I also always make sure that there is a fridge in the room. This way you can purchase snacks and milk etc. and keep it handy in your room. It’s also a good idea to request a room with a bath (if that is what your child is used to) as they don’t all have them. I would also check that the wall between the room, and the bathroom is not made of glass. You don’t want to wake the kids up if you need to go in to use the toilet. I also ALWAYS make sure there is a separate space – whether it’s a balcony or a separate sitting area. It’s your holiday too, and you want to be able to put your feet up and relax whilst the kids sleep.
- Hide the contents of the mini bar.
If there is a mini bar, these are generally quite accessible to little ones. Take everything out, and put it somewhere out of view and reach. You definitely don’t want a $100 bill for the Pringles and nuts that your child has devoured whilst you were in the shower.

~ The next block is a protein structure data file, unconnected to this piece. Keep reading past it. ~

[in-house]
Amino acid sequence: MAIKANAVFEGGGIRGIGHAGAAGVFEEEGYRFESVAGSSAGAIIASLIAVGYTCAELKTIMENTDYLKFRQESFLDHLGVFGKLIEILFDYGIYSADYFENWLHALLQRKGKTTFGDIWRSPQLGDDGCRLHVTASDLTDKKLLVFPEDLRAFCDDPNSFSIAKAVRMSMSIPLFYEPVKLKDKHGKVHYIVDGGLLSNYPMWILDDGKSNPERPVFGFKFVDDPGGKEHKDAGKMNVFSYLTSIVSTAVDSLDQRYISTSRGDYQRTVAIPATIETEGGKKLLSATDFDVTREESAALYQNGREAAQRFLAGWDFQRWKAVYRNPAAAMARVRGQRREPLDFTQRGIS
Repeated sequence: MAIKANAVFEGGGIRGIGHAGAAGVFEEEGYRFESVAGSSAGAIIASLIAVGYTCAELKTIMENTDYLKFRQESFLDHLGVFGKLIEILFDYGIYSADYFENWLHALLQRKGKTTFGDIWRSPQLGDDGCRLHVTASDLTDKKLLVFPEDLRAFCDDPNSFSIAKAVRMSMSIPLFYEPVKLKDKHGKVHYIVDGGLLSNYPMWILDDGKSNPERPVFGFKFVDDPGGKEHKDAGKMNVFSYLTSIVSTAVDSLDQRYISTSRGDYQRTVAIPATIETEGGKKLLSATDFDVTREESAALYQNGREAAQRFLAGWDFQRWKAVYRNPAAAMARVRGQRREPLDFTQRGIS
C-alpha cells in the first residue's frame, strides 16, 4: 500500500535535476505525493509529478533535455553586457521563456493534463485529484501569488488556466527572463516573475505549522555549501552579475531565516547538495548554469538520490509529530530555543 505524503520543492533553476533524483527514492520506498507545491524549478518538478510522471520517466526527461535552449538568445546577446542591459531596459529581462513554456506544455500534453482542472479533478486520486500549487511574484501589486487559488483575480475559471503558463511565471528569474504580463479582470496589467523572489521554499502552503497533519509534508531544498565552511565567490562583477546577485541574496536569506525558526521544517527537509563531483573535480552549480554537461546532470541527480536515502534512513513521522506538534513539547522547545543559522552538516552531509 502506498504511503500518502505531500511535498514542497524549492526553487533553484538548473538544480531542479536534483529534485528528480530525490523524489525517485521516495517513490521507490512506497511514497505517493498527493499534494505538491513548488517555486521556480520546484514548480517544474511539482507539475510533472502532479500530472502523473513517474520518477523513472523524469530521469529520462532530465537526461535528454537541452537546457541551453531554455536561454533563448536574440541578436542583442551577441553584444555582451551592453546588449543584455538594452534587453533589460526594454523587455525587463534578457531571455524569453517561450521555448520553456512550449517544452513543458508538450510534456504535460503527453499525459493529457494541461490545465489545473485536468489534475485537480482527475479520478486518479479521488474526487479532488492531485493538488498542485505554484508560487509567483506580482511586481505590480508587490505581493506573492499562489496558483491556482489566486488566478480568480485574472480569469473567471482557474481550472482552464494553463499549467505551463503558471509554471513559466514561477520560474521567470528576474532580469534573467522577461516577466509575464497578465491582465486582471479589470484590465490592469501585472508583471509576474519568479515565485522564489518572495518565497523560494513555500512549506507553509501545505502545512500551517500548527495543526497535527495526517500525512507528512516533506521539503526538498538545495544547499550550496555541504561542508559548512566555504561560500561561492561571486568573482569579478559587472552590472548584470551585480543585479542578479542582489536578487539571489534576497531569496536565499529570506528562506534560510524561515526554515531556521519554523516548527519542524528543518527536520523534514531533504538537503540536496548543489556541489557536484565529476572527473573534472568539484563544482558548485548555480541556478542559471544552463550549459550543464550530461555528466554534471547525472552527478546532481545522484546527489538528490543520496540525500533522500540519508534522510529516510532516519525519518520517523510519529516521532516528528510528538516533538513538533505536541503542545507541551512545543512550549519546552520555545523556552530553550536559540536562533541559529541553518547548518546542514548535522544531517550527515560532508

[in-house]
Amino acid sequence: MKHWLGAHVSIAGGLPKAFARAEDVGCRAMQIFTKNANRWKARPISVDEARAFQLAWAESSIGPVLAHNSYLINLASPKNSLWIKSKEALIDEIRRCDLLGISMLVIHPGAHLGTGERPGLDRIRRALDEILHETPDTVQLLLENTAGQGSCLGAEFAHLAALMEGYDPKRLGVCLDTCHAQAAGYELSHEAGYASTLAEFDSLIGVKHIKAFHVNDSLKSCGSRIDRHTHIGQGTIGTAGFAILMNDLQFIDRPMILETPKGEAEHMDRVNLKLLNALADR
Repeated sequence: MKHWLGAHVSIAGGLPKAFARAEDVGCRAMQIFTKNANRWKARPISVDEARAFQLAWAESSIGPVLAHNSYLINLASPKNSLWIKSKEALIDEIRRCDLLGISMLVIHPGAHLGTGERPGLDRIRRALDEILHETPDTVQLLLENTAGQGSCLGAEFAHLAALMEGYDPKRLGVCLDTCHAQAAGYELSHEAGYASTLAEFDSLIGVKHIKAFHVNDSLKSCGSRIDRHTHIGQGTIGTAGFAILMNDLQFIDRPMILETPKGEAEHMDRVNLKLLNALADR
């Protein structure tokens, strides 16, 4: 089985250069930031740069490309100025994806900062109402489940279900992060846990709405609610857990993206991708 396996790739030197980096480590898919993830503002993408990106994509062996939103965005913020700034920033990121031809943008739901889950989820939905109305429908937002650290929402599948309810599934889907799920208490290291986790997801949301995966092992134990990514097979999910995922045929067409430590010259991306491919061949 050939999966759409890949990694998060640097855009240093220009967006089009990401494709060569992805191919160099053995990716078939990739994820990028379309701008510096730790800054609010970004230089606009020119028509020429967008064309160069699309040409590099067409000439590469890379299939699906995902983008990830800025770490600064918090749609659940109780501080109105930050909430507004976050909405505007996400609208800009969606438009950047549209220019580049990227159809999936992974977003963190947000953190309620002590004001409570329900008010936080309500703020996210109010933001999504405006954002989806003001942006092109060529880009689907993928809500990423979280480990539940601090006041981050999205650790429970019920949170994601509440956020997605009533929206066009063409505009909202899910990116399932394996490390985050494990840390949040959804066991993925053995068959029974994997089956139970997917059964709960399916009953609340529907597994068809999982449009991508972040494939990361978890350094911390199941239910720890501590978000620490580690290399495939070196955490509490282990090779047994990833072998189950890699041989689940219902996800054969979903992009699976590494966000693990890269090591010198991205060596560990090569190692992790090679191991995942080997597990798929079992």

- Research other accommodation options.
If you don’t want a holiday in a hotel, there are plenty of other options to research that may actually be logistically easier. Staying in a cabin, air bnb, or doing a home swap will often mean you get quite a budget conscious holiday, and extra things to make life easier (such as a kitchen).
- Take food from the buffet breakfast to save money on lunch.
You can easily make a couple of sandwiches and take some fruit at breakfast time to have at lunch time, if you are trying to watch the $$. Some hotels have no issue with this. This is especially useful if your child is a fussy eater, and never eats the $15 kid’s meal you bought for them. Save your money for something fun! You will also avoid more potential dramas that arise from eating out (see next tip).